Coxey Ruins

  • Cultural Revitalization Through Parks

    While cities across the nation benefit from the cultural revitalization that urban parks can bring, Ariel-Foundation Park is distinct in its kind. This is due in part to the rich history and rural location of Mount Vernon. The culture of the city has deep roots in its agricultural and industrial past, and Ariel-Foundation Park was built in honor of this history. The construction of Ariel-Foundation Park has the potential to revitalize the community, attract businesses, improve property values, and increase access to health and wellness opportunities.

  • Glass, Glaciers, and the Geography of the Midwest

    lipari obsidienne 28529Glass is formed naturally under a number of circumstances. Rapidly cooling magma can produce obsidian, a black glassy rock with a high silica content similar to man-made glass. Glass is also formed when lightning strikes sand or soil causing the silica to melt. Some meteorite impacts even apply enough shock pressure to force silica in the ground into a glass.

  • Glassmaking Innovations

    Glassmaking has a rich history that dates back to roughly 3500 BCE in Mesopotamia. Glassmaking is seen in many different cultures across the globe throughout time, and as you can imagine, we do not use the same process the ancient Mesopotamians used over 5,000 years ago. Innovations in the glassmaking process have been made all over the globe, from Egypt to Mount Vernon, Ohio. The process that changed glassmaking drastically was invented in 1925 here and was thus named the Pennvernon process.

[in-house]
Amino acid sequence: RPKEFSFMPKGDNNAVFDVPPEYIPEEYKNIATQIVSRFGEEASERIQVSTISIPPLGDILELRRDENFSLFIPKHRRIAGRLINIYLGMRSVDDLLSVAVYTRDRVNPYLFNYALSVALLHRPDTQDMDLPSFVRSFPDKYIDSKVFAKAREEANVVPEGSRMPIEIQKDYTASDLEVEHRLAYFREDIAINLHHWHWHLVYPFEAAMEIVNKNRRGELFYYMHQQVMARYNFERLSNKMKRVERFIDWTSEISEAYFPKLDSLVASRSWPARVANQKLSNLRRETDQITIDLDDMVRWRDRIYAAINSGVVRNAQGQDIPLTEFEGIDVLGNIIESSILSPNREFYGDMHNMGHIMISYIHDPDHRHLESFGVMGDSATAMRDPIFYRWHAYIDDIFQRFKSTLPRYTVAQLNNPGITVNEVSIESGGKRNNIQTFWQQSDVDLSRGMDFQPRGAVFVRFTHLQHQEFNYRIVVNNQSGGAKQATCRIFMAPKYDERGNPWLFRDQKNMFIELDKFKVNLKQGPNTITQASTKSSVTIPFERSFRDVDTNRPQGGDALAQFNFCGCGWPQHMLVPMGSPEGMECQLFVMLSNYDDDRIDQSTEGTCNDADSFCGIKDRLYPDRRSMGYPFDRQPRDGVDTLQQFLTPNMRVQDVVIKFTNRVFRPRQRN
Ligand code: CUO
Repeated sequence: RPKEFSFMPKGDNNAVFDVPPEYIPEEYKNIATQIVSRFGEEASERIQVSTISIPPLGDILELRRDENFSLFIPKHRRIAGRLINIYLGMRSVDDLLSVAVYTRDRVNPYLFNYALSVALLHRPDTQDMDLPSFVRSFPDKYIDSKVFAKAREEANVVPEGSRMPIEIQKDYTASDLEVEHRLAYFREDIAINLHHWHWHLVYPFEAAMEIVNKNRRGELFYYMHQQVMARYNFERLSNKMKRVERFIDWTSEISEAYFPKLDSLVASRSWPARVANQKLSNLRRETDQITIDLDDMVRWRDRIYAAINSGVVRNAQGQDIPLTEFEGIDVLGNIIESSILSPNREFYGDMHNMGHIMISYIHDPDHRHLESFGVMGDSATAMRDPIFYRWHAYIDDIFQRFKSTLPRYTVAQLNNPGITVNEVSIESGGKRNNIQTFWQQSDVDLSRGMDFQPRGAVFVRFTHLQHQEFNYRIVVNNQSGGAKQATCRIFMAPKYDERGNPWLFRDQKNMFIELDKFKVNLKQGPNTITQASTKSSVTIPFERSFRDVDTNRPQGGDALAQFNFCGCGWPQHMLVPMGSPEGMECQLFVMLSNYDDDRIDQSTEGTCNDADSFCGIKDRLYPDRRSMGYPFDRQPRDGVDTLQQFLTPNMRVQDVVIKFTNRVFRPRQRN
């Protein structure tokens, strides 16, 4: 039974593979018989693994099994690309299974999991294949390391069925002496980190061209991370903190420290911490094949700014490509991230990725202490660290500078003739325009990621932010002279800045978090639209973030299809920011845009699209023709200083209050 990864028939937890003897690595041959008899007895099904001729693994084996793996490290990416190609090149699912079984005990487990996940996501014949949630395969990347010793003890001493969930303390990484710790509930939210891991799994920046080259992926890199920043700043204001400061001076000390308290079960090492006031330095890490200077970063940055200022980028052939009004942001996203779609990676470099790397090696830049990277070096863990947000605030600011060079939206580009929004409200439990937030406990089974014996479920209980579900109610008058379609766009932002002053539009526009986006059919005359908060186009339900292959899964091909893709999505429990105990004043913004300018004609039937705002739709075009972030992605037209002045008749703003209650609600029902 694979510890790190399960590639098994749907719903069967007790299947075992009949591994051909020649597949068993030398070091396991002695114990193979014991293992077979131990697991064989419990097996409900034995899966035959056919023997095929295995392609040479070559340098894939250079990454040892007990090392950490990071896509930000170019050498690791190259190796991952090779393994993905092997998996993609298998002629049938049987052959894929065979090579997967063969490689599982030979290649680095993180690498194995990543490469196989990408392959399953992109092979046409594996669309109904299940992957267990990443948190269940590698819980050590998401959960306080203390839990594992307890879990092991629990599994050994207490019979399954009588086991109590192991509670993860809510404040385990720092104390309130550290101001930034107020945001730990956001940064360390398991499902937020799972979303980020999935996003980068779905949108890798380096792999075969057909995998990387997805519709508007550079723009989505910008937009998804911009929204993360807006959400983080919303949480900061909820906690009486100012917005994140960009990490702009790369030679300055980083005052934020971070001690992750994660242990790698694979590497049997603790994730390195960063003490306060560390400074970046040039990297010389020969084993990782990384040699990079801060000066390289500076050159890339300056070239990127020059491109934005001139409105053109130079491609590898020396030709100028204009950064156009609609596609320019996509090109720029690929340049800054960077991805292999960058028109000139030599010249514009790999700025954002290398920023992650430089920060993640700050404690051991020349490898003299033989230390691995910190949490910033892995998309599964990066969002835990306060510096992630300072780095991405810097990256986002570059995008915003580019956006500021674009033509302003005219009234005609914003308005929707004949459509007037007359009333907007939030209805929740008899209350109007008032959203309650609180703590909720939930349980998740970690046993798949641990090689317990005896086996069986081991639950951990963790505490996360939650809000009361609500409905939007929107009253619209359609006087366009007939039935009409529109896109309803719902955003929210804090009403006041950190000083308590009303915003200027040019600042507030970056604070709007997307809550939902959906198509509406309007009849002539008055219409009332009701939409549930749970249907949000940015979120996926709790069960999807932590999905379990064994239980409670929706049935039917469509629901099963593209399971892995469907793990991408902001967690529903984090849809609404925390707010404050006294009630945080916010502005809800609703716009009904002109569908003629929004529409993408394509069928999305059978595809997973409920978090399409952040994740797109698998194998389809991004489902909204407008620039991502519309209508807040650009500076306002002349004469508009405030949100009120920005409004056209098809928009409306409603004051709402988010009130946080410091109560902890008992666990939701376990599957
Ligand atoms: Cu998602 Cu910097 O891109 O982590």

• Modern Ruins

    Whenever a group of people set out to pay homage to a part of their past, no matter how distant or disconnected, monuments and memorials tend to be strongly associated. Looking at almost every government across the world, we see that a well-thought-out monument has been the best way to show a true respect and care to the past. Looking at Ariel-Foundation Park through this lens, it is important to understand the full history of the site in order to create a thought-provoking, respectful monument. Such a monument allows the individual lives that were part of this site to be remembered by those who share a similar community and identity with the people whose lives were dedicated to glassmaking in Mount Vernon.

  • Nature, Culture, and Art

    An important aspect artists must consider is materiality. The line between natural and artificial in the context of art is meaningful because it hugely influences the meaning one assigns to a piece. In some ways the difference can be described very clearly, for instance when "Land Art" came about in 1960s, and as Judith Collins explains, artists "turned to working outside [on] the land, rather than in their studio, partly as a reaction to the urban materialist Pop Art that was prevalent at the time." It is clear in this context that the use of nature and natural materials outside in art can be considered the polar opposite of the artificial materials that were used in some artists' studios.

  • Protective Clothing